April 19, 2013

Video of the Week: Visualizing 150 Years of Health Data

by Julia Rosen

Technology has transformed the process of science—this fact is indisputable. It has allowed us to detect elusive particles like the Higgs boson that remained invisible to generations of physicists, to probe the cold vacuum of outer space for habitable Earth-like planets with unmanned spacecraft, to simulate the complex pulses of neural activity in our brains and even to map the social, economic, and intellectual links that connect people around the world. The problem, if there is one, is that science and technology now produce more data than we know what to do with. According to IBM, more than 90% of the world’s data was produced in the last two years alone.

More data isn’t necessarily better unless we can find some way to analyze and understand it. Luckily technology has a solution for that too: data visualization. The purpose of this fast-growing field is not to present mountains of information in all their gory detail, but rather to guide the consumers of this data toward the powerful insights it provides. As a bonus, data visualizations are often strikingly beautiful and capable of conveying instantaneously the scale and impact of the information they contain in a way that words cannot achieve. Here is one particularly engaging visualization involving human health and economic development over the past century. Check out the links above and below for more wonderful examples, and start thinking visually!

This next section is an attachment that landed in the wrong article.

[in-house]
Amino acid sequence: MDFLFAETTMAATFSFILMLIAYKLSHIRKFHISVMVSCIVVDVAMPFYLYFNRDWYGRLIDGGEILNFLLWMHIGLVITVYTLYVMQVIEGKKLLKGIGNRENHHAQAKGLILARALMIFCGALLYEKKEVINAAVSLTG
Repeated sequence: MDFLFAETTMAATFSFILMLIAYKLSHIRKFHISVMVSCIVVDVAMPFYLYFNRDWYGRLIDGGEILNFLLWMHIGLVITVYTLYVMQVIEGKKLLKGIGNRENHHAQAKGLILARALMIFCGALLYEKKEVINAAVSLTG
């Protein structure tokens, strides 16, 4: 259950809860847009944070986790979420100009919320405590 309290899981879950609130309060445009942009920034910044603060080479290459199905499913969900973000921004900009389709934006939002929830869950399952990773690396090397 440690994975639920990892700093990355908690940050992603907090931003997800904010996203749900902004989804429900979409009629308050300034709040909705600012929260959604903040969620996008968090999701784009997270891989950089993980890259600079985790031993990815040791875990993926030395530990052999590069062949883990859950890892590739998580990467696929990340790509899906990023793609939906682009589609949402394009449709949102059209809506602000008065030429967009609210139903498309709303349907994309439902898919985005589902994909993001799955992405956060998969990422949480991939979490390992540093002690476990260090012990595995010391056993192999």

Check out our modules on Statistics and Graphing and Visualizing Data to understand why images and graphs are so useful in analyzing and interpreting scientific results.

Peruse these featured visualization galleries at Visualizing.org and Smith College’s computer science department.

Try your hand at visualization with Google’s Public Data Explorer!

Julia Rosen

Written by

Julia Rosen is a freelance science writer and PhD student at Oregon State University. She received a Bachelor’s degree in Geological and Environmental Sciences from Stanford University before beginning her doctoral research on polar ice cores and climate change. In between, she did her “Master's” in backpacking around the world and skiing. Julia is a periodic contributor to Oregon State’s research magazine, Terra, and helps write blog content and develop learning modules for Visionlearning.

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